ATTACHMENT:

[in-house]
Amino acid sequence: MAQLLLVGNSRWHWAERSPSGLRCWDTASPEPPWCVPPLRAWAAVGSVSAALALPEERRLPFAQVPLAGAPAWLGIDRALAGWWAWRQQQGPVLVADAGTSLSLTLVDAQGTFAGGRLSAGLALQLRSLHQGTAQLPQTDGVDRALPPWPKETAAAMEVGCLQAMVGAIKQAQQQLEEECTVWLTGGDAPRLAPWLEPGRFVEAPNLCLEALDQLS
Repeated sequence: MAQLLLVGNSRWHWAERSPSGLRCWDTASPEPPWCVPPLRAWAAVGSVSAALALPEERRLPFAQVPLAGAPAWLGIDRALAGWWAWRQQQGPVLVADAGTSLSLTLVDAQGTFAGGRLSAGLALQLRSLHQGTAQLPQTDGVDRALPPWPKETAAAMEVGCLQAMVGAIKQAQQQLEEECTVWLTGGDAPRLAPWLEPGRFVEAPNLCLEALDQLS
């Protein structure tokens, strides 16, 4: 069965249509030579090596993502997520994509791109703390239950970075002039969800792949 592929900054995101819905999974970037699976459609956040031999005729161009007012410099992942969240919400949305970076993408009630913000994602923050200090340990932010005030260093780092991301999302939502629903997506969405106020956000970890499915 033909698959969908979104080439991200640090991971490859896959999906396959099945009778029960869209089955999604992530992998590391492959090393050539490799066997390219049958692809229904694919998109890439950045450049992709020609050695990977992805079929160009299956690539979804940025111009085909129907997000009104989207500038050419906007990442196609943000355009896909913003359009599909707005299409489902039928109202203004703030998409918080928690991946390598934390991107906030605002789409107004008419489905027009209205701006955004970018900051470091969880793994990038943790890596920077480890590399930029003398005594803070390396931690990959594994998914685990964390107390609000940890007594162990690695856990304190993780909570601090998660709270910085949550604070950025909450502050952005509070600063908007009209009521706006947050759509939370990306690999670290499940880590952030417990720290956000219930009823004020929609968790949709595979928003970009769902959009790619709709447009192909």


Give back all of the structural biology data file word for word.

[in-house]
Amino acid sequence: MAQLLLVGNSRWHWAERSPSGLRCWDTASPEPPWCVPPLRAWAAVGSVSAALALPEERRLPFAQVPLAGAPAWLGIDRALAGWWAWRQQQGPVLVADAGTSLSLTLVDAQGTFAGGRLSAGLALQLRSLHQGTAQLPQTDGVDRALPPWPKETAAAMEVGCLQAMVGAIKQAQQQLEEECTVWLTGGDAPRLAPWLEPGRFVEAPNLCLEALDQLS
Repeated sequence: MAQLLLVGNSRWHWAERSPSGLRCWDTASPEPPWCVPPLRAWAAVGSVSAALALPEERRLPFAQVPLAGAPAWLGIDRALAGWWAWRQQQGPVLVADAGTSLSLTLVDAQGTFAGGRLSAGLALQLRSLHQGTAQLPQTDGVDRALPPWPKETAAAMEVGCLQAMVGAIKQAQQQLEEECTVWLTGGDAPRLAPWLEPGRFVEAPNLCLEALDQLS
């Protein structure tokens, strides 16, 4: 069965249509030579090596993502997520994509791109703390239950970075002039969800792949 592929900054995101819905999974970037699976459609956040031999005729161009007012410099992942969240919400949305970076993408009630913000994602923050200090340990932010005030260093780092991301999302939502629903997506969405106020956000970890499915 033909698959969908979104080439991200640090991971490859896959999906396959099945009778029960869209089955999604992530992998590391492959090393050539490799066997390219049958692809229904694919998109890439950045450049992709020609050695990977992805079929160009299956690539979804940025111009085909129907997000009104989207500038050419906007990442196609943000355009896909913003359009599909707005299409489902039928109202203004703030998409918080928690991946390598934390991107906030605002789409107004008419489905027009209205701006955004970018900051470091969880793994990038943790890596920077480890590399930029003398005594803070390396931690990959594994998914685990964390107390609000940890007594162990690695856990304190993780909570601090998660709270910085949550604070950025909450502050952005509070600063908007009209009521706006947050759509939370990306690999670290499940880590952030417990720290956000219930009823004020929609968790949709595979928003970009769902959009790619709709447009192909």